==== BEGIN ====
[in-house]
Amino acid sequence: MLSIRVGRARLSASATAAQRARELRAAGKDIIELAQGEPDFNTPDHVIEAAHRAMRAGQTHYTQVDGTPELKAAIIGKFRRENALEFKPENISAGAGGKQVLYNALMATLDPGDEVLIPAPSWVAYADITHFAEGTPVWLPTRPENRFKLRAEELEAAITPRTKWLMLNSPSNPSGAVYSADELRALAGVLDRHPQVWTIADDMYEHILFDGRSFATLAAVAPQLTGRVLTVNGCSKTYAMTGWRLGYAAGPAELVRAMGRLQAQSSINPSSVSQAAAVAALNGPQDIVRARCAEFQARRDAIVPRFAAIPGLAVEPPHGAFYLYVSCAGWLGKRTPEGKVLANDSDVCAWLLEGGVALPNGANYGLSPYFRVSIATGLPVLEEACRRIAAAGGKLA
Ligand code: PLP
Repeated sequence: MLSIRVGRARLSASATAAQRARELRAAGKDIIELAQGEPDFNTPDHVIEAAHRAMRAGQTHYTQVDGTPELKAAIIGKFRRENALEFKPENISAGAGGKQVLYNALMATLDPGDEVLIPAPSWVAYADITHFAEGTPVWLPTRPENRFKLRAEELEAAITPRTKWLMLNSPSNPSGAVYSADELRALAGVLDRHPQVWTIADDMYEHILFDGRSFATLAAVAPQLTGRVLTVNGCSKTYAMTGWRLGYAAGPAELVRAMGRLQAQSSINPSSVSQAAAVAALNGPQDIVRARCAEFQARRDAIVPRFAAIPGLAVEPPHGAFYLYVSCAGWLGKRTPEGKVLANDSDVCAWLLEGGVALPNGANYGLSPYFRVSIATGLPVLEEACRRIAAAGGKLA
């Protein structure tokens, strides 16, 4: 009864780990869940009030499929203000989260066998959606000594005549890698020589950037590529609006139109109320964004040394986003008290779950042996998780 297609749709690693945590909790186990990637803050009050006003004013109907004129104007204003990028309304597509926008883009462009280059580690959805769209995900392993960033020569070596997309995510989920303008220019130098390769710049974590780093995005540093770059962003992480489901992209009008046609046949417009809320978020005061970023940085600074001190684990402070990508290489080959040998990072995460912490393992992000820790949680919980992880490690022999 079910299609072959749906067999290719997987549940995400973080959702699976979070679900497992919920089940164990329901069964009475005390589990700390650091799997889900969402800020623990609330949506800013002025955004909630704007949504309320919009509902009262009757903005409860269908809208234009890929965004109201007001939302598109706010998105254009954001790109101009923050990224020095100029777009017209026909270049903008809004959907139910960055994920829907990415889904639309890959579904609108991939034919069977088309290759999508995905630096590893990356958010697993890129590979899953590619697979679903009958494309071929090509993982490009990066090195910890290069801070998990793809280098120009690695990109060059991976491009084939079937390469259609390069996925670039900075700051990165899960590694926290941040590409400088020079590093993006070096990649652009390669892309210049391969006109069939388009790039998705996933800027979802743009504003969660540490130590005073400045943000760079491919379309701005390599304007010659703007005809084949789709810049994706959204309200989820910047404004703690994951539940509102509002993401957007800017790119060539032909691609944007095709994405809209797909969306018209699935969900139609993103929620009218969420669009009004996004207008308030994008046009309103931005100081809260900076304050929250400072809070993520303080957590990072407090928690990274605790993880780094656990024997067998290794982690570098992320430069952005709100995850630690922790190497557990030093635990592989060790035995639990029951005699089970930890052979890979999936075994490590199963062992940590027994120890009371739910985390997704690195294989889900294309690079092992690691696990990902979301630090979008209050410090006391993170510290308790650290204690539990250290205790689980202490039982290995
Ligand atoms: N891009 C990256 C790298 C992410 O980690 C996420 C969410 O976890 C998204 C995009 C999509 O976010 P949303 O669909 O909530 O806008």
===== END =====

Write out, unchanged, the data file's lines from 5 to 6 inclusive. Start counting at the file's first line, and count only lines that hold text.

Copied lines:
């Protein structure tokens, strides 16, 4: 009864780990869940009030499929203000989260066998959606000594005549890698020589950037590529609006139109109320964004040394986003008290779950042996998780 297609749709690693945590909790186990990637803050009050006003004013109907004129104007204003990028309304597509926008883009462009280059580690959805769209995900392993960033020569070596997309995510989920303008220019130098390769710049974590780093995005540093770059962003992480489901992209009008046609046949417009809320978020005061970023940085600074001190684990402070990508290489080959040998990072995460912490393992992000820790949680919980992880490690022999 079910299609072959749906067999290719997987549940995400973080959702699976979070679900497992919920089940164990329901069964009475005390589990700390650091799997889900969402800020623990609330949506800013002025955004909630704007949504309320919009509902009262009757903005409860269908809208234009890929965004109201007001939302598109706010998105254009954001790109101009923050990224020095100029777009017209026909270049903008809004959907139910960055994920829907990415889904639309890959579904609108991939034919069977088309290759999508995905630096590893990356958010697993890129590979899953590619697979679903009958494309071929090509993982490009990066090195910890290069801070998990793809280098120009690695990109060059991976491009084939079937390469259609390069996925670039900075700051990165899960590694926290941040590409400088020079590093993006070096990649652009390669892309210049391969006109069939388009790039998705996933800027979802743009504003969660540490130590005073400045943000760079491919379309701005390599304007010659703007005809084949789709810049994706959204309200989820910047404004703690994951539940509102509002993401957007800017790119060539032909691609944007095709994405809209797909969306018209699935969900139609993103929620009218969420669009009004996004207008308030994008046009309103931005100081809260900076304050929250400072809070993520303080957590990072407090928690990274605790993880780094656990024997067998290794982690570098992320430069952005709100995850630690922790190497557990030093635990592989060790035995639990029951005699089970930890052979890979999936075994490590199963062992940590027994120890009371739910985390997704690195294989889900294309690079092992690691696990990902979301630090979008209050410090006391993170510290308790650290204690539990250290205790689980202490039982290995
Ligand atoms: N891009 C990256 C790298 C992410 O980690 C996420 C969410 O976890 C998204 C995009 C999509 O976010 P949303 O669909 O909530 O806008």